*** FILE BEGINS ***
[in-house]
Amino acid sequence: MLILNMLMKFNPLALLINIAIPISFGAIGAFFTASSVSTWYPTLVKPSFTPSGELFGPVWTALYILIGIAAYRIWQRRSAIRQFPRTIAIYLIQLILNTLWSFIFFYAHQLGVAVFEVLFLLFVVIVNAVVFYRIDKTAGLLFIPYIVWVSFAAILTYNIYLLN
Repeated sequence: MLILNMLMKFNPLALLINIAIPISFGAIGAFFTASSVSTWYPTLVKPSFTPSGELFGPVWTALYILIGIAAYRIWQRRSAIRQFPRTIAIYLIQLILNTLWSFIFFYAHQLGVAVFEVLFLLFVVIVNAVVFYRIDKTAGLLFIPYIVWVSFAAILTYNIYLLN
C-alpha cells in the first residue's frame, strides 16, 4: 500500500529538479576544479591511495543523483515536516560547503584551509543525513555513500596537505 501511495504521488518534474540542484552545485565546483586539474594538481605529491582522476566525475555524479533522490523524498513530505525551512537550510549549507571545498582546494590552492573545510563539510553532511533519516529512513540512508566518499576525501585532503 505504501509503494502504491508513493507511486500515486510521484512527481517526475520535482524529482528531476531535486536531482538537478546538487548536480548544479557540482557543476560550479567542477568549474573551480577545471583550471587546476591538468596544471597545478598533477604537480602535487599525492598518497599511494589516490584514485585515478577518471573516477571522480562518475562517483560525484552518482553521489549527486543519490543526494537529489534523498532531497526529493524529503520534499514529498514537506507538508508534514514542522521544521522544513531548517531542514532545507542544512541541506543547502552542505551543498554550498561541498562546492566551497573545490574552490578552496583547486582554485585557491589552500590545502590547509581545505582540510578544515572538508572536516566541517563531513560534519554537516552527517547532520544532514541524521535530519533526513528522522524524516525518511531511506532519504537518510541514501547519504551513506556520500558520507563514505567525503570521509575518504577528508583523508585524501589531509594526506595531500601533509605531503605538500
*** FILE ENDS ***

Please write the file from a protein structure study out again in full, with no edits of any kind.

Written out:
[in-house]
Amino acid sequence: MLILNMLMKFNPLALLINIAIPISFGAIGAFFTASSVSTWYPTLVKPSFTPSGELFGPVWTALYILIGIAAYRIWQRRSAIRQFPRTIAIYLIQLILNTLWSFIFFYAHQLGVAVFEVLFLLFVVIVNAVVFYRIDKTAGLLFIPYIVWVSFAAILTYNIYLLN
Repeated sequence: MLILNMLMKFNPLALLINIAIPISFGAIGAFFTASSVSTWYPTLVKPSFTPSGELFGPVWTALYILIGIAAYRIWQRRSAIRQFPRTIAIYLIQLILNTLWSFIFFYAHQLGVAVFEVLFLLFVVIVNAVVFYRIDKTAGLLFIPYIVWVSFAAILTYNIYLLN
C-alpha cells in the first residue's frame, strides 16, 4: 500500500529538479576544479591511495543523483515536516560547503584551509543525513555513500596537505 501511495504521488518534474540542484552545485565546483586539474594538481605529491582522476566525475555524479533522490523524498513530505525551512537550510549549507571545498582546494590552492573545510563539510553532511533519516529512513540512508566518499576525501585532503 505504501509503494502504491508513493507511486500515486510521484512527481517526475520535482524529482528531476531535486536531482538537478546538487548536480548544479557540482557543476560550479567542477568549474573551480577545471583550471587546476591538468596544471597545478598533477604537480602535487599525492598518497599511494589516490584514485585515478577518471573516477571522480562518475562517483560525484552518482553521489549527486543519490543526494537529489534523498532531497526529493524529503520534499514529498514537506507538508508534514514542522521544521522544513531548517531542514532545507542544512541541506543547502552542505551543498554550498561541498562546492566551497573545490574552490578552496583547486582554485585557491589552500590545502590547509581545505582540510578544515572538508572536516566541517563531513560534519554537516552527517547532520544532514541524521535530519533526513528522522524524516525518511531511506532519504537518510541514501547519504551513506556520500558520507563514505567525503570521509575518504577528508583523508585524501589531509594526506595531500601533509605531503605538500